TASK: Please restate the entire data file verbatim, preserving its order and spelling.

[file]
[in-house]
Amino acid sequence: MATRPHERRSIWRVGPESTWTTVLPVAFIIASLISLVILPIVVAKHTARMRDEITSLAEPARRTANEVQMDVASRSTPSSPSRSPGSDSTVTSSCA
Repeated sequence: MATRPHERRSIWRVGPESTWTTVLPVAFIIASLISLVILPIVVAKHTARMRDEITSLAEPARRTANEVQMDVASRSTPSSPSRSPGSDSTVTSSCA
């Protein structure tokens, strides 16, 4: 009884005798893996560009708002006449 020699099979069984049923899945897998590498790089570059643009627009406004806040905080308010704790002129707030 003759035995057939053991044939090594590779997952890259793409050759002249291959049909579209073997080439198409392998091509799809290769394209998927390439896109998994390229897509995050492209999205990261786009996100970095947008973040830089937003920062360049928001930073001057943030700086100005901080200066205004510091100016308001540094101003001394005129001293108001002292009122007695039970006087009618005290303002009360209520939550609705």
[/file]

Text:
[in-house]
Amino acid sequence: MATRPHERRSIWRVGPESTWTTVLPVAFIIASLISLVILPIVVAKHTARMRDEITSLAEPARRTANEVQMDVASRSTPSSPSRSPGSDSTVTSSCA
Repeated sequence: MATRPHERRSIWRVGPESTWTTVLPVAFIIASLISLVILPIVVAKHTARMRDEITSLAEPARRTANEVQMDVASRSTPSSPSRSPGSDSTVTSSCA
């Protein structure tokens, strides 16, 4: 009884005798893996560009708002006449 020699099979069984049923899945897998590498790089570059643009627009406004806040905080308010704790002129707030 003759035995057939053991044939090594590779997952890259793409050759002249291959049909579209073997080439198409392998091509799809290769394209998927390439896109998994390229897509995050492209999205990261786009996100970095947008973040830089937003920062360049928001930073001057943030700086100005901080200066205004510091100016308001540094101003001394005129001293108001002292009122007695039970006087009618005290303002009360209520939550609705």